Google Does a Little Project Downsizing - The UpStream

Google Does a Little Project Downsizing

posted Saturday Sep 3, 2011 by Scott Ertz

Google Does a Little Project Downsizing

Ever since Larry Page reclaimed the reigns of Google a few months ago, he has been making a lot of changes to get the company back to their roots. He has even tried to regain the fun start-up feel by mathematical constants vs regular whole numbers on an important auction. This week he is working on trimming some of the corporate fat by closing some of the many worthless Google projects.

The most notable product to be axed is Google Desktop. For those who do not know, Google Desktop was a system add-on that allowed you to search your computer with the same familiar style of any other Google search. The product was originally created for Windows when XP did not have an indexed search option for the platform, so the ability to index your files and search quickly was a definite advantage. In modern operating systems like Windows 7 or MacOS X, files are indexed regularly by the OS itself, eliminating the need for an add-on like this. September 15 will mark the end of Desktop, including all support and APIs.

For us here at PLuGHiTz Live!, the one that really hits home is Google Pack. For those of you who have been following us from the beginning, Google Pack was one of our first sponsors for the site and the show. While the products that have been a part of the pack have lost a lot of relevance over the years, it is still a little odd for us to know the product that got us started will be no more. Google's announcement made the closure immediate, so the product is already gone. The website, however, is still around and you can still download the products directly from their respective websites from the links.

What are other 8 products that will end? Hit the break to find out.

In a similar move to HP and webOS, Google is dumping Aardvark a start-up they purchased in 2010 for $50 million. The idea was to implement a social search concept, allowing users to ask questions and get answers. Google has worked hard to implement social search into their standard algorithm, including the famous +1 button. What they learned from Aardvark probably went into that project and others.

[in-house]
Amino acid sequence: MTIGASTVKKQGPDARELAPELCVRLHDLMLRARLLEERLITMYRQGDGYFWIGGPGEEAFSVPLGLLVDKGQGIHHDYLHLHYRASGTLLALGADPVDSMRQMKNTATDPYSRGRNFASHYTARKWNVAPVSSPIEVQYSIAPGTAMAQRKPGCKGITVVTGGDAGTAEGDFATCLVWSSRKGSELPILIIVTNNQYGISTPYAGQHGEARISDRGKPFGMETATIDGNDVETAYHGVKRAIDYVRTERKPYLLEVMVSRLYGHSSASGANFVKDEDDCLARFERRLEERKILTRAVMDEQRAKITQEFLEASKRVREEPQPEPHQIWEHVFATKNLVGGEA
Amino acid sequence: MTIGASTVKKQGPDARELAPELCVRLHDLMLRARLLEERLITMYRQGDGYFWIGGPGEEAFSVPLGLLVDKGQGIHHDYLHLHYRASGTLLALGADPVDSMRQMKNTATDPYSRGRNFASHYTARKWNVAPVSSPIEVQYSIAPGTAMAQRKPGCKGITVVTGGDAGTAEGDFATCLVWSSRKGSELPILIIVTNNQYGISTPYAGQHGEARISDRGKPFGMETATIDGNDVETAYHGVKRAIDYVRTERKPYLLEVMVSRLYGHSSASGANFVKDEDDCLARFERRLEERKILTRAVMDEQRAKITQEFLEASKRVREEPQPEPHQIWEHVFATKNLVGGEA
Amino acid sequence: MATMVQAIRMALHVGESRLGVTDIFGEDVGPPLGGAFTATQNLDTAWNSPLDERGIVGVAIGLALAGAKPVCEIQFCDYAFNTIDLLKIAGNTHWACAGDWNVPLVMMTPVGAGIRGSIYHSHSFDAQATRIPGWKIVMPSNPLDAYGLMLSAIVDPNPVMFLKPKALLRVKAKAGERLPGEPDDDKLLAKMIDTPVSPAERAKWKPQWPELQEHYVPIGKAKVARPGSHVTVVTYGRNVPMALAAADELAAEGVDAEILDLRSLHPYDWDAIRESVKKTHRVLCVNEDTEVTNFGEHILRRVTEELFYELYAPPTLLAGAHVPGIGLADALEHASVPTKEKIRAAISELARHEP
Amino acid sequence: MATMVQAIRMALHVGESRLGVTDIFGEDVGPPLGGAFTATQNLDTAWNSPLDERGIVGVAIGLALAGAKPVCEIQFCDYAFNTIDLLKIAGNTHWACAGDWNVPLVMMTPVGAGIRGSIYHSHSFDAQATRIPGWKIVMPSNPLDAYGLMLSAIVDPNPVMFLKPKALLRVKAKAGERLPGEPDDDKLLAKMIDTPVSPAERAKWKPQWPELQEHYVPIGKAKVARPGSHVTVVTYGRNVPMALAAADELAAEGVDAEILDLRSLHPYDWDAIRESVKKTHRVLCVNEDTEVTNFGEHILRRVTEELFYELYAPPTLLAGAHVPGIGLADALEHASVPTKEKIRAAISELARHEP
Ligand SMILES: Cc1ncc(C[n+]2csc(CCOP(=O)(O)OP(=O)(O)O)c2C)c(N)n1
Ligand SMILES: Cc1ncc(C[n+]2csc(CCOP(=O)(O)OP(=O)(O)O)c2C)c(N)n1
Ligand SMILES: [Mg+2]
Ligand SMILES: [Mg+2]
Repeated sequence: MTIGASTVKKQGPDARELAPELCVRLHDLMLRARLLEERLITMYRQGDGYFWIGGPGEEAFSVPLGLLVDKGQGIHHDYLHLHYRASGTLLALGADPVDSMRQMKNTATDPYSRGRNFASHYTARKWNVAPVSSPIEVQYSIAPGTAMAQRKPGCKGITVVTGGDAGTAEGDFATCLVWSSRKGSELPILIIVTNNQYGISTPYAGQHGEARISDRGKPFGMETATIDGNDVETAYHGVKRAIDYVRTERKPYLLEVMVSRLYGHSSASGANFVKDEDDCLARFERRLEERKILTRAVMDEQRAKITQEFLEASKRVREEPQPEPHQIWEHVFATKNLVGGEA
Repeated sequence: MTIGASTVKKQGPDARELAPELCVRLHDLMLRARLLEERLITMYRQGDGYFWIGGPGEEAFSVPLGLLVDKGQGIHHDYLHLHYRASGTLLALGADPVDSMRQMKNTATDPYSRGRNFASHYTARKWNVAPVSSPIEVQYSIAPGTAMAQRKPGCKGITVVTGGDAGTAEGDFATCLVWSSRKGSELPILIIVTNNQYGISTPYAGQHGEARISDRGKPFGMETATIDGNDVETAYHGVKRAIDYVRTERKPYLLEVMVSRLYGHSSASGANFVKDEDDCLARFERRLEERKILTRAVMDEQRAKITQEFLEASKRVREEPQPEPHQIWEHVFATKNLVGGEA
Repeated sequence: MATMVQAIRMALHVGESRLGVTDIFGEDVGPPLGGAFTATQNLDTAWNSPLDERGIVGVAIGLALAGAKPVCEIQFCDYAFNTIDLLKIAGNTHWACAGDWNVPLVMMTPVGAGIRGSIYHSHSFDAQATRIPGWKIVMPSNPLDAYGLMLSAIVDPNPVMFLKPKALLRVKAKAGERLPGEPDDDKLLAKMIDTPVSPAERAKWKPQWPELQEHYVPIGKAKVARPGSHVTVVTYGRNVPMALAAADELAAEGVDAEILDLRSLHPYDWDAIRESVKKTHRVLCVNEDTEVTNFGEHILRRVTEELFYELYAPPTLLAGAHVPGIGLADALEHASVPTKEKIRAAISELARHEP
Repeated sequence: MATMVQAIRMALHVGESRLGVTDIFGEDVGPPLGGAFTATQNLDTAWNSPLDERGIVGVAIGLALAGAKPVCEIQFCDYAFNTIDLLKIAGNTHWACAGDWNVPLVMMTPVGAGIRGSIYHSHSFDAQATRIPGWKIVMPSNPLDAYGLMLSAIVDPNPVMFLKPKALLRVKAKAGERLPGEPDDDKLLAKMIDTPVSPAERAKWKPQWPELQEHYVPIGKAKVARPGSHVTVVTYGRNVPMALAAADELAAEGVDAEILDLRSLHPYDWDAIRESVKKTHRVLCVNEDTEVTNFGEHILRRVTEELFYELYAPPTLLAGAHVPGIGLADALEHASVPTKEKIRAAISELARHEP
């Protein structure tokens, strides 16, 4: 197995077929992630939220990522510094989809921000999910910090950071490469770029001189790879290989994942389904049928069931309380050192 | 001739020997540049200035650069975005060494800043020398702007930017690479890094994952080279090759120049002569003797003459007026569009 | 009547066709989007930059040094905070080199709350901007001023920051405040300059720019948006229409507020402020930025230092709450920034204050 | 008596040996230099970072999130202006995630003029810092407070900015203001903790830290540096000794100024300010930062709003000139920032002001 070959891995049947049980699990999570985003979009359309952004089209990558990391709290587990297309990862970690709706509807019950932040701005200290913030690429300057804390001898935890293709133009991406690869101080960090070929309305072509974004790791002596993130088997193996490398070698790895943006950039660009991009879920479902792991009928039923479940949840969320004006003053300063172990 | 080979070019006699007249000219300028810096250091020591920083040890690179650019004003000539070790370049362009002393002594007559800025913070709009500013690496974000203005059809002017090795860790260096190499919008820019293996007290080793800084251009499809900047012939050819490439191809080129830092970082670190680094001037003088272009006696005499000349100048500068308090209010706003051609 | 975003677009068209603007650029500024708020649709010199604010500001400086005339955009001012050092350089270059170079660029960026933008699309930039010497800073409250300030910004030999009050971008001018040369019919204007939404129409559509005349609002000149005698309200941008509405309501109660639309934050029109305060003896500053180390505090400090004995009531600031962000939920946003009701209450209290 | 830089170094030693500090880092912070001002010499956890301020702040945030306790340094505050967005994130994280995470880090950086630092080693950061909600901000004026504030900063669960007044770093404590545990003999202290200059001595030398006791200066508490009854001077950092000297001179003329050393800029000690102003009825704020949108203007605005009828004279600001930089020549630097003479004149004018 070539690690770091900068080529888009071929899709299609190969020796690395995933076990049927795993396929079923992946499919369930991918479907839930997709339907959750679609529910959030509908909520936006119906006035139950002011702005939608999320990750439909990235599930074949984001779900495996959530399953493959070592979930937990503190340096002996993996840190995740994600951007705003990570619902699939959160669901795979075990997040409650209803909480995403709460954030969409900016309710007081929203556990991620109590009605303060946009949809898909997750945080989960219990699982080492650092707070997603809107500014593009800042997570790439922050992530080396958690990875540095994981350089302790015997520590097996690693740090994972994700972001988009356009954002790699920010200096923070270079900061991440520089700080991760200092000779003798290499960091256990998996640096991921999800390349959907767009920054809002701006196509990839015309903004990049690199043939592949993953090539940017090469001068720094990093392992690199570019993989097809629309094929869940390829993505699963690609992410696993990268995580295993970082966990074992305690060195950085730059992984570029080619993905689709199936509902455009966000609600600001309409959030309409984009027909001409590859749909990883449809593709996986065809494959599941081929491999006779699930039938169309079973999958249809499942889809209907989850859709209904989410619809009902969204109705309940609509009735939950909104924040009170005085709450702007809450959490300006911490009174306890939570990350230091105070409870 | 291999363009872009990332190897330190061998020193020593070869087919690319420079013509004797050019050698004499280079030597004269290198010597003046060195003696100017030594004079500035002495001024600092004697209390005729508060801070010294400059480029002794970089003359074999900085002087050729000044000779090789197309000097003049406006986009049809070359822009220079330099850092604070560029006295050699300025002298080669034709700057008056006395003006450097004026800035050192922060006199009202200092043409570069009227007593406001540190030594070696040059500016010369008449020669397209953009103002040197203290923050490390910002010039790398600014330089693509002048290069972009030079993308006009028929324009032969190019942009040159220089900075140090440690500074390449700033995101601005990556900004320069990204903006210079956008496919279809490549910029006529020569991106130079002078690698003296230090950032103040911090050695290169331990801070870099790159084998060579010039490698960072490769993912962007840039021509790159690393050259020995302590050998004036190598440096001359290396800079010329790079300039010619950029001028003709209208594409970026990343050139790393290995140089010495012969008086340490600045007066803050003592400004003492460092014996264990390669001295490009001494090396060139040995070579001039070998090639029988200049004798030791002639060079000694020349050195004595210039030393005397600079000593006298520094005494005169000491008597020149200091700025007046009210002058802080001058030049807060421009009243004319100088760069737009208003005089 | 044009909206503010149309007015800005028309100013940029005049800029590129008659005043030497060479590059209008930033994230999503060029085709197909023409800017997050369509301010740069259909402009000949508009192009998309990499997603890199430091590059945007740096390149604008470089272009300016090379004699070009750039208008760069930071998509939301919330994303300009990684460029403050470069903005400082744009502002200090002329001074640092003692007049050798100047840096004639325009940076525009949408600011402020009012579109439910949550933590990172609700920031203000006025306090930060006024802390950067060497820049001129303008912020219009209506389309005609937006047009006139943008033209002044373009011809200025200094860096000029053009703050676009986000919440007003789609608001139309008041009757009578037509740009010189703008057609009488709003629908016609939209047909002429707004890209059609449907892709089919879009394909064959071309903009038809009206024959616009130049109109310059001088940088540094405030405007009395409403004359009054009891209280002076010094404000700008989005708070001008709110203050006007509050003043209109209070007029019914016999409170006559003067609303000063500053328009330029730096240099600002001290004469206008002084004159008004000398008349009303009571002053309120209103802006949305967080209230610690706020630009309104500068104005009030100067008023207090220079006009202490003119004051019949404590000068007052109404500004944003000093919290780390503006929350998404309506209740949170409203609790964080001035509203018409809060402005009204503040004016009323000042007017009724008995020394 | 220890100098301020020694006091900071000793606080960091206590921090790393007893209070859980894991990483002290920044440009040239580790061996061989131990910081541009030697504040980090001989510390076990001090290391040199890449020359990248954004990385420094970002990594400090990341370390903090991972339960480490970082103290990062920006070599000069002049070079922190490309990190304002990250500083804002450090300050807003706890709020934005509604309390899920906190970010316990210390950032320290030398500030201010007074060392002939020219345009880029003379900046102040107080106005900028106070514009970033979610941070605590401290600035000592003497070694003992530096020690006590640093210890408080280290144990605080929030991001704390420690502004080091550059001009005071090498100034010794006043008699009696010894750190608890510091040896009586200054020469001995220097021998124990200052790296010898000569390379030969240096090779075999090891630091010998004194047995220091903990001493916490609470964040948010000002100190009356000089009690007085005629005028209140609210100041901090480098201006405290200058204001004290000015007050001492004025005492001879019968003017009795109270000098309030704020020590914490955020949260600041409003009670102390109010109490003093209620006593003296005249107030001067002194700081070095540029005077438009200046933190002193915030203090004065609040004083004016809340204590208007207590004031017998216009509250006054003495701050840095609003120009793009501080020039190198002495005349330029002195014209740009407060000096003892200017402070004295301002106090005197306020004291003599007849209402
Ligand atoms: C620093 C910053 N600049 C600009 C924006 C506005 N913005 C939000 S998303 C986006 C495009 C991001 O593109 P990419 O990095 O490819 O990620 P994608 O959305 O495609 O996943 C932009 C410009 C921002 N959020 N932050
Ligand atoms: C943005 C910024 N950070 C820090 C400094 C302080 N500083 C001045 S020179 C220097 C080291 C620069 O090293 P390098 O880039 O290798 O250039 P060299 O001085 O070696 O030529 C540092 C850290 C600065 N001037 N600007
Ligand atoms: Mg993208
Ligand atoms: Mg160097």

Fast Flip, one of Google's many experiments, was designed to be a new way to interact with news. While the product is not something that is marketable, it has led to a number of changes (for the better or worse) in the display style of many Google products.

Google Maps has somehow become the standard for web-based mapping, but people who want to interact with Google Maps for Flash API will be a little out of luck. Their primary API is entirely Javascript-based, so ActionScript-based apps needed a better way to interact. That better way is over.

Google Web Security, a product they acquired through an acquisition of another product, never really gained any traction as it was a poorly designed system and had little real-world use. The concepts, however, have since been implemented into Chrome and search (you know that red screen that says "Don't go here!"), so maybe it wasn't all for nothing.

Google Notebook, a product we thought was a little interesting a long time ago, turned out to be entirely useless when they launched Google Docs. Luckily, while shutting down Notebook entirely, all documents will be transferred to Docs, where they probably should have been created in the first place anyway.

There are also a few other products being closed: Image Labeler, which was really a game that was created as a software test; Sidewiki, one of the several failed attempts at doing something social; Subscribed Links, a way to customize search results based on conditions from the developer. These products probably never had a home in the Google lineup and are ready to be retired.

Google justifies the decision to close up products they have spent a lot of time and money on by saying,

We've never been afraid to try big, bold things, and that won't change. We'll continue to take risks on interesting new technologies with a lot of potential. But by targeting our resources more effectively, we can focus on building world-changing products with a truly beautiful user experience.

My guess is that moving forward, Google will make less decisions to start projects like these and, instead, focus on the few things they were once good at.


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